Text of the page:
Action stars fighting aliens? Sign me straight up!

Jiu Jitsu tells the story of an ancient order of jiu-jitsu fighters who, every six years upon the occurrence of a passing comet, join forces to battle an alien warrior. 

The first half hour of this film is a seriously mixed bag of overdone, shaky and off-beat camera work, mixed with over the top hammy acting and repetitive jiu jitsu. What might be an impressive action sequence in the opening third is ruined by what you might (if you were being nice) call experimental or amateur camera work. It’s frankly a very disengaging and hard to watch opening that mesmerises in the worst possible way.

This is a film where the cast, on paper anyway, isn’t actually half bad. Following on, and frankly copying, directly from the film’s inspiration, a cast of reasonably recognisable action stars are assembled for this alien fight flick. Sadly, the lead for this film, Alain Moussi, is simply so wooden, bland and uncharismatic I simply can’t understand why he would be the headline star of this, or even any other film. Yes, he can kick high and he sort of looks the part, but seriously? Jiu must be kidding! Marrese Crump, JuJu Chan, Rick Yune, Tony Jaa, Marie Avgeropoulos and Frank Grillo all try to sell their mixed-bag parts, and are actually tolerably and fairly passable, but the films overall dialogue and the way it was shot has taken the food of promise and turned it to the brown stuff, without any enjoyment in between. Even Eddie Steeples, who has the wonderful honour of being the films comedy relief, delivers yet another reasonable effort, but sadly looks out of place in a film even he seems too good for.

As for Nicolas Cage, well, he provides some likeable freshness by showing up after the turgid opening half hour. I think even he could smell the bottom based aromas coming off this one a mile off and tries to oversell it as best he can. Cage absolutely loves being able to do the movies of his choosing these days, anything for a bit of dosh and a slice more diversity to his CV. This however, is another in a lengthening line of direct to on-demand/streaming films that continues to dilute his once-high stock. For as good as Cage is, his stuntman is even better. That’s the thing here, there’s some effort all round, but simply too many things wrong.

Co-written and directed by Dimitri Logothetis, the man behind the latest Kickboxer films, this film is just a badly produced mess. It’s a high value cast, with low value everything else. Filmed in, and backed by several Cypriot entities, the film seems to be well financed ($25 million budget) so it’s a real shame that the final product has turned out to be this poor. A good action cast, simply let down by almost everything on the production side.

There’s an abundance of oddness in this film that at least makes it laughably interesting.  There are actually repeated action replays in a flowing film, weird chest cam scenes, vastly overused comic book page visual scenes for filler, billions of action camera spins plus plenty of repetitive ropey special effects. There’s one particular scene that really stands out – in fact it really grates with me. With the sun on the horizon and our cast walking in front of it, it aims to produce a beautifully cinematic scene but for some reason it becomes a hazy, squinty badly shot mess. It’s a scene that essentially sums the whole film up – opportunity and promise, turned to crap.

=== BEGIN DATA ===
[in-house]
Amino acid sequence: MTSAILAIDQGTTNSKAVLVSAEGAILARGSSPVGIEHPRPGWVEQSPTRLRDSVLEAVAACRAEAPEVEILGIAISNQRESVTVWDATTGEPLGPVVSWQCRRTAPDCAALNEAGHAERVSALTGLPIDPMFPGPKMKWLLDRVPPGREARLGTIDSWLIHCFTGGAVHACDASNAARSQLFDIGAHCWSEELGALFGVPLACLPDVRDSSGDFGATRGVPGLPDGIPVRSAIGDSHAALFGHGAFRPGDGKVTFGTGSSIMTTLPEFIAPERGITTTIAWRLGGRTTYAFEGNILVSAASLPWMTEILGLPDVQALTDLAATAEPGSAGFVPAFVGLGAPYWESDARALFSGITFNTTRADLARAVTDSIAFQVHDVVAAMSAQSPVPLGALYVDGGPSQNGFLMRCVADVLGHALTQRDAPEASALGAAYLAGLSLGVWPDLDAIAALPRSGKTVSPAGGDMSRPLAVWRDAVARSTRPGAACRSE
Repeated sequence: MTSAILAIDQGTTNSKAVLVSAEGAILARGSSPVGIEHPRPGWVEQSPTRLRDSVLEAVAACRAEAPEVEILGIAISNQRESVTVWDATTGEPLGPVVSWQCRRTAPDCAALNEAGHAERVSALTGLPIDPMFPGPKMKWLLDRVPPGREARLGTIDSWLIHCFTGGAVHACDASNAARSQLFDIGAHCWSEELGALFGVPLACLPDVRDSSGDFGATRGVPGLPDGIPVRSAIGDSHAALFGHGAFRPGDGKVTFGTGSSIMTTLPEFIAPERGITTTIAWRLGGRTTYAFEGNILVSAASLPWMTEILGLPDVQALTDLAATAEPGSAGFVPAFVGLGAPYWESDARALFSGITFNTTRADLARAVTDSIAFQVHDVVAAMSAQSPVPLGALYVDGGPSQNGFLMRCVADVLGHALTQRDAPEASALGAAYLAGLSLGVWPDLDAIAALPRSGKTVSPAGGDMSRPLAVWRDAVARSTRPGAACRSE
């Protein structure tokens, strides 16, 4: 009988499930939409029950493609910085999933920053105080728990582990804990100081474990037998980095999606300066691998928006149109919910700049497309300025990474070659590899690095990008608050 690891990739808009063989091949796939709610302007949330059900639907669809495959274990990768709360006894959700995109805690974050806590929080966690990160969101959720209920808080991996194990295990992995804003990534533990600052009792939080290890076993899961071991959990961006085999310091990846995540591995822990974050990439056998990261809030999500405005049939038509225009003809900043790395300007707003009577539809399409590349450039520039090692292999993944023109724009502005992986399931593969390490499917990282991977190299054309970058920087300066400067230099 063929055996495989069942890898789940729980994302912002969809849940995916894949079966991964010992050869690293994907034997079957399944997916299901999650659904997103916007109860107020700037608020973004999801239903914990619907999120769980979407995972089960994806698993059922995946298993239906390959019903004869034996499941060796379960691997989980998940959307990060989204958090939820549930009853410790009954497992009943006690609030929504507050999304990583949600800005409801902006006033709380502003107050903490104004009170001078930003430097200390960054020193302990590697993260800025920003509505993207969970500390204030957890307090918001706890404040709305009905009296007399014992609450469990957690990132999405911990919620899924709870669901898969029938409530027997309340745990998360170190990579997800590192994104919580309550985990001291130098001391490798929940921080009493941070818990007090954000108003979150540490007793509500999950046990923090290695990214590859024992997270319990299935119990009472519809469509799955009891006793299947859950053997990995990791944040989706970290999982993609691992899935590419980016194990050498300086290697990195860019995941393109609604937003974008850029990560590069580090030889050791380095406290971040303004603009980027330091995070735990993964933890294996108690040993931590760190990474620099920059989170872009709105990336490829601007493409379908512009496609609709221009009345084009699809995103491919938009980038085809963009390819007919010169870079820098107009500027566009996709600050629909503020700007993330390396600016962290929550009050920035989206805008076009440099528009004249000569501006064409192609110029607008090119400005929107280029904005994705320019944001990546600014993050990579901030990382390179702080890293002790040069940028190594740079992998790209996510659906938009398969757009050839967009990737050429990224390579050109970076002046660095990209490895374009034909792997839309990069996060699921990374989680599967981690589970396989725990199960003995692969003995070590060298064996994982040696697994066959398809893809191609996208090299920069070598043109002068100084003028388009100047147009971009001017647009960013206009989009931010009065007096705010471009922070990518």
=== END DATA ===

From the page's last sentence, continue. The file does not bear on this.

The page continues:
This is simply a Predator franchise rip-off. This time though, our alien villain, instead of being Stan Winston menacing, is uninspiring and simply looks like Jamie Foxx’s Electro got trapped inside a generically made exo-suit. For another worldly hunter killer, he is quite the abysmal shot too and the poor to inconsistent specials do nothing to show him as any threat.

If it wasn’t for the truly atrocious first half hour then Jiu Jitsu could be a sort of tolerable, even cult like, film. I often find myself puzzled by the rating of a film on IMDB or Rotten Tomatoes but there’s no such puzzling with this film. The first 30 minutes should be studied by film students on how to disengage an audience and make something marginally and potentially exciting, look like a complete mess.

Billed as a franchise opener, it certainly could be franchise able – if it was any good, original or inspiring. The odd thing is, I don’t actually feel as though I have wasted time watching this. It’s not good, and the first 30 minutes are a mess, but it sort of gets going and provides a slither of entertainment. Jiu Jitsu is a bit like a hastily eaten chocolate bar, you get the taste, but not enough satisfaction or enjoyment from it.

Jiu Jitsu is available in the UK on Digital HD on the 21st December and Blu-ray & DVD from 4th January, 2021.